Upon discovering that Ariel journeyed to the above world, Triton furiously destroys all the human treasures in Ariel’s grotto. Despondent and more determined than ever, Ariel’s desire to learn more about the human world only intensifies. Desperate to fulfill her longings, Ariel makes a deal with Triton’s sibling, the evil Ursula (Melissa McCarthy), a sea witch feared by all merfolk. Ariel chooses to give up her mermaid gifts, including her siren song, in exchange for legs and a chance to experience the human world. However, she must receive true love’s kiss before the end of the third day or she will belong to Ursula for eternity.

Once on land, Ariel finds herself in the Queen’s Island castle, where she officially meets Prince Eric. But Eric initially ignores her, as he is focused on finding the young woman with the beautiful voice who saved him, not knowing that it was actually Ariel.

Eventually, Eric begins to fall for Ariel, recognizing that they are true kindred spirits. When Ariel realizes she has been tricked by Ursula, she joins forces with Sebastian, Flounder and the seabird, Scuttle (voiced by Awkwafina), to try and break the sea witch’s spell. This results in a climatic showdown between King Triton and Ursula which will determine who rules the seas once and for all, leaving Ariel and Eric to attempt to bridge the gap between their two divided worlds.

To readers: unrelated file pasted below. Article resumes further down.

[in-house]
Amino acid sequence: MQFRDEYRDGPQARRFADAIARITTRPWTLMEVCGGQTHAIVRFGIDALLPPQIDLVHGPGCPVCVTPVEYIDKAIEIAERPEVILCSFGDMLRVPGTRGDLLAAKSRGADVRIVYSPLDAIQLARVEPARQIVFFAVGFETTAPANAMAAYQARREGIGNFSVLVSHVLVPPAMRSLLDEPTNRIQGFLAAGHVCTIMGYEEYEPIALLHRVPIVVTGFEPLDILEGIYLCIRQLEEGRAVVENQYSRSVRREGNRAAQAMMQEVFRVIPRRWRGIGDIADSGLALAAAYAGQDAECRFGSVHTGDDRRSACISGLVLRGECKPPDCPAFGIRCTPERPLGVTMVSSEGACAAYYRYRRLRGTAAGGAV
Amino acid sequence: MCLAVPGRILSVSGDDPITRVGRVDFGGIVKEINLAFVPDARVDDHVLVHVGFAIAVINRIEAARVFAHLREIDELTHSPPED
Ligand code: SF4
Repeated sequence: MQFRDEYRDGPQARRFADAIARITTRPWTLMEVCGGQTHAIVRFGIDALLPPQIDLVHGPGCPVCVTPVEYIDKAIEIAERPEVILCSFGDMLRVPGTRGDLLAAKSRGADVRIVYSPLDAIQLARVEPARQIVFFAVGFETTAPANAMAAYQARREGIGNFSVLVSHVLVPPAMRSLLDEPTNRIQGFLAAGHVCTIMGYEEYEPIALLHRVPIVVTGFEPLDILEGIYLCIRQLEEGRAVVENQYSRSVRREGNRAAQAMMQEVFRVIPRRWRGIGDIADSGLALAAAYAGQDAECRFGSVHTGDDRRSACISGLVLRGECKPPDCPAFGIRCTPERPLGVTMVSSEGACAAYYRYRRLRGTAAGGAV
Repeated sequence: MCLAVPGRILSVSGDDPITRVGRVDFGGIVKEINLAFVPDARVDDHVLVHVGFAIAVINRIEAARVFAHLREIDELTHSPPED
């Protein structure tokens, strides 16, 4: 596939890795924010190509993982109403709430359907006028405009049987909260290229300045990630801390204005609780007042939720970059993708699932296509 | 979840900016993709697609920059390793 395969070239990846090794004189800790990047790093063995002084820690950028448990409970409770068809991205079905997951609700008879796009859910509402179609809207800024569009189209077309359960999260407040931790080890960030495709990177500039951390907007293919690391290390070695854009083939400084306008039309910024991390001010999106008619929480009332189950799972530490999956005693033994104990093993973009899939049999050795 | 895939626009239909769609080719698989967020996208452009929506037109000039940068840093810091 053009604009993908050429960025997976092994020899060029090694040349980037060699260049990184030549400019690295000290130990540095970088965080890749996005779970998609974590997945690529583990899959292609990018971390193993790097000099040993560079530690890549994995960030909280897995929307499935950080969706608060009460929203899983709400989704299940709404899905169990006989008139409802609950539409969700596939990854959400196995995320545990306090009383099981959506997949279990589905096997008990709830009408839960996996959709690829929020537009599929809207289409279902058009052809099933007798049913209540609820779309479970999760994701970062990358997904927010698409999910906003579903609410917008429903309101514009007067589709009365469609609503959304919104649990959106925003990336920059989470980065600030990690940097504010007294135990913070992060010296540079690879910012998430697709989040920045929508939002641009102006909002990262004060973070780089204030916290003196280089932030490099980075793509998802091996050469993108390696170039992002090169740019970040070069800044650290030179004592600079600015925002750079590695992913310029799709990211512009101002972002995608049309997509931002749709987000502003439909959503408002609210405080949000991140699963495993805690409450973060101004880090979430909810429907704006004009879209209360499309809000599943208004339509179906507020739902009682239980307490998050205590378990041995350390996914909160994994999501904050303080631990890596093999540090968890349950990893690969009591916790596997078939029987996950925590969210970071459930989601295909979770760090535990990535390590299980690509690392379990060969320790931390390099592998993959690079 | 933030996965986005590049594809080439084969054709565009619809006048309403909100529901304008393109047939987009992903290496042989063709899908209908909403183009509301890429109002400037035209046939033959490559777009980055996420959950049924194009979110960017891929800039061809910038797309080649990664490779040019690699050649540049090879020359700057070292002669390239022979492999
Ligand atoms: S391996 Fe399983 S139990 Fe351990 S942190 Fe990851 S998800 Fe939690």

While the new adaptation of The Little Mermaid is set in the 1830s on and around a fictions island in the Caribbean, the feature is driven by story elements that remain relatable to modern audiences around the world. Magee’s contemporary script chronicles a girl who feels displaced in her world, which remains true to Ariel’s iconic story that she views her life differently from everyone around her. However, the new, improved story also infuses the protagonist’s journey with the sense of female self-empowerment that has become championed in recent years.

Driven by a great sense of passion and courage, Bailey infuses her portrayal of Ariel with a brave sense of courage as she embarks on an epic journey of self-discovery. The titular main character learns not to be afraid of the people who she feels are impending her growth, especially her father and sisters, as well as the humans who fear the myths that surround merfolk. Her struggle to have others accept her for who she is, as well as her desires and curious nature, reflect the world’s divisions in contemporary society.